Monday, February 14, 2011

Reading List 2011

Years ago, during my summers, I used to keep a reading list of the dates for books that I managed to both start and finish. Since summers were the only times that weren't organized around a semester schedule, these lists would give me an approximate idea of what I did to pass the time. Though I eventually fell out of the habit, I still write the dates that I start and finish most books on one of their cover pages. While this keeps a record of when I read a book (I also write down when and where I acquire it), I can't often remember what else I was reading at the time unless I had kept notes about it.

At the start of January, I decided to keep a reading list for the year 2011, because I want to know how much I can read at different times during the year, and so that I can plan my readings more accurately. As so many of us in the academic world know, when you are teaching three courses as I am this semester, it is much easier to stack up books that you want to read than it is to read them.

Just looking at the month of January (through the 30th) here's the verdict: if I'm working on a conference paper that has to be polished enough to be read by other attendees before the conference, and teaching three courses,  and keeping up with a reading group on Hegel's Phenomenology of Spirit, I won't get much other reading finished. Over the month I read, for my own interest, Robin D.G. Kelley's book on Thelonious Monk (which I reviewed here), José Saramago's The Elephant's Journey, Thomas Muntzer's Sermon to the Princes (Matt reviewed this here), Defoe's Robinson Crusoe (what can I say, I was writing on Marx's critique of the bourgeois Crusoades), and W.E.B. Du Bois's The Negro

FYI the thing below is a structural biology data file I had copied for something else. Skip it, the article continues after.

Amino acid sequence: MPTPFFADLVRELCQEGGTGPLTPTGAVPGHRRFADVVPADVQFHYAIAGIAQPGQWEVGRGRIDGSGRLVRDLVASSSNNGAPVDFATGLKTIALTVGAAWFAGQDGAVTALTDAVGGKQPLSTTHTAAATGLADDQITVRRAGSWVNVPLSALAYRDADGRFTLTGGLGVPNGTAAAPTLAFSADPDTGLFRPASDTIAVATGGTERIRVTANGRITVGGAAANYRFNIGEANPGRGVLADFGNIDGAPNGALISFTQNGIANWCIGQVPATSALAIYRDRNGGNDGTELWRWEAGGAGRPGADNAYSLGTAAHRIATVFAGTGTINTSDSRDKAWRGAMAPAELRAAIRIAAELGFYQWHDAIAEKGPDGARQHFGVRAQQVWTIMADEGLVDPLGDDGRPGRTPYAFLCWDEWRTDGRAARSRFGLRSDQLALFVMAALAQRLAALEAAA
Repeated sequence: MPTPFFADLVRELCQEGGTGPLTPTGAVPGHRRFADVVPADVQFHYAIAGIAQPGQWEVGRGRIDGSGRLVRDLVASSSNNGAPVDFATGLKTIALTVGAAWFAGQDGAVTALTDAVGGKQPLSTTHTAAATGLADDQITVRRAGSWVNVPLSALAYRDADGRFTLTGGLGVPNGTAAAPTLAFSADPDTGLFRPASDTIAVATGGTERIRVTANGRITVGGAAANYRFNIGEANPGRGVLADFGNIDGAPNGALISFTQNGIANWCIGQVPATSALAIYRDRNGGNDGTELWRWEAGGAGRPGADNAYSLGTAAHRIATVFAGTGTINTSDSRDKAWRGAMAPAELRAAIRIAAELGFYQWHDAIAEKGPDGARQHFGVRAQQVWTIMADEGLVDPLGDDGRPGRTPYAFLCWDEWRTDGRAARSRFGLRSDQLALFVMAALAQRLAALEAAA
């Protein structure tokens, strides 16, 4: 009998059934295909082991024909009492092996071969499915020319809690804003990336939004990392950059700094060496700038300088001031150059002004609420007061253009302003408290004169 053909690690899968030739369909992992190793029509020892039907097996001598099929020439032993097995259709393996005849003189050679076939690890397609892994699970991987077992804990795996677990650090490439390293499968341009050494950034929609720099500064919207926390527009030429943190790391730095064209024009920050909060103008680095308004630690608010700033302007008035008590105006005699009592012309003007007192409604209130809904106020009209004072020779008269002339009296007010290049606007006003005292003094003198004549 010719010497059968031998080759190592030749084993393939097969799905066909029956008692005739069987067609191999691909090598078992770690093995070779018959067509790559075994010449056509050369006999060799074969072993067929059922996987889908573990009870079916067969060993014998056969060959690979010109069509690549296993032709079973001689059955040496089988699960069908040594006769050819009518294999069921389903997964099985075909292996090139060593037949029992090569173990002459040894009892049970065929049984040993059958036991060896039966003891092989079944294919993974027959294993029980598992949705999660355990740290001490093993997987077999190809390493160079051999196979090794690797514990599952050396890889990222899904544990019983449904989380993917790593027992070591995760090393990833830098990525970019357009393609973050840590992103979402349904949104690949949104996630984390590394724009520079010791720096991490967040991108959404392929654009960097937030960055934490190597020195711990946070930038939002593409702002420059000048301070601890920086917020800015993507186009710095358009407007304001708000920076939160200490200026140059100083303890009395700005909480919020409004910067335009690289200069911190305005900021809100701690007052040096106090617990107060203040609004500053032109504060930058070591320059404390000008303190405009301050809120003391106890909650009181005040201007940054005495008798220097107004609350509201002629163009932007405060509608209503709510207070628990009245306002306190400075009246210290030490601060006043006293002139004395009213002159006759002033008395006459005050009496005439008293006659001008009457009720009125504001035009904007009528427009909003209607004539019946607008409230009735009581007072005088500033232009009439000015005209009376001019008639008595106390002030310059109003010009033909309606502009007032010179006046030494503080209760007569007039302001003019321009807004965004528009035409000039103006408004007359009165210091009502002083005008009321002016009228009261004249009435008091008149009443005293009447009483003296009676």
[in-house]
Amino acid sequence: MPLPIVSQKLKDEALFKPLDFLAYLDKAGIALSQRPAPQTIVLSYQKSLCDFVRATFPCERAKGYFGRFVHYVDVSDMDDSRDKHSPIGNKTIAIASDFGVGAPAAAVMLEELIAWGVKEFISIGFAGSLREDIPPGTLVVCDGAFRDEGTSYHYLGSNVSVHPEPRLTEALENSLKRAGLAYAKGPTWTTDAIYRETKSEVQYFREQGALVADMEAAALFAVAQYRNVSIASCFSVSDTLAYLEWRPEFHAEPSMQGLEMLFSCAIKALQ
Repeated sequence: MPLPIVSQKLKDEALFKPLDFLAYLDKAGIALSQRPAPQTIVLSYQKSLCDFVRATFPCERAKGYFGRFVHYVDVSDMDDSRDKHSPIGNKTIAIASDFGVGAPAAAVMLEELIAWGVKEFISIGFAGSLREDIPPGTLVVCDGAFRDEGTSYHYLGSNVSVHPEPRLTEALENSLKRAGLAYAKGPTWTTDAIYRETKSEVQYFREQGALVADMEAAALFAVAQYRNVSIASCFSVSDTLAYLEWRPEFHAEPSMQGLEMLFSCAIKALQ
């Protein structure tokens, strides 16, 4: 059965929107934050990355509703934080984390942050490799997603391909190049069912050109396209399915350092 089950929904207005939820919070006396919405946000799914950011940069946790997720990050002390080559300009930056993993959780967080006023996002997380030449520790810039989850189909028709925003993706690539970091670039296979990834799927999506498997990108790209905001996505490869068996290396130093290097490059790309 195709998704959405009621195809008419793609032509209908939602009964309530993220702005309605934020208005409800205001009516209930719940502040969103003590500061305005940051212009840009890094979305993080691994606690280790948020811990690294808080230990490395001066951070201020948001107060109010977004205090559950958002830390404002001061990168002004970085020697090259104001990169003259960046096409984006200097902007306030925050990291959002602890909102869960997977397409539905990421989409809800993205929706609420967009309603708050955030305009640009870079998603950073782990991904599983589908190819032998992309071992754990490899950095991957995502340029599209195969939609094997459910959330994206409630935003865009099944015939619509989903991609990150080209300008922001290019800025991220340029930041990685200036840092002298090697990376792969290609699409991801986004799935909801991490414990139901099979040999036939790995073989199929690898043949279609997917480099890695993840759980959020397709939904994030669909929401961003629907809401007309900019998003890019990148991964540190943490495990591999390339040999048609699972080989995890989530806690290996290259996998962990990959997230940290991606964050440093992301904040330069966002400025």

The rest of 'free' time to read involved material related to either my courses or the Rancière/Marx paper-- which included completing Foucault's lectures on The Birth of Biopolitics, which is mostly about neoliberalism. I should have something to say about my ambivalence about these lectures sometime soon, as I've been waiting to see if my initial responses would wear off or if I could cast them in a different, more positive light.

For now, back to marking.

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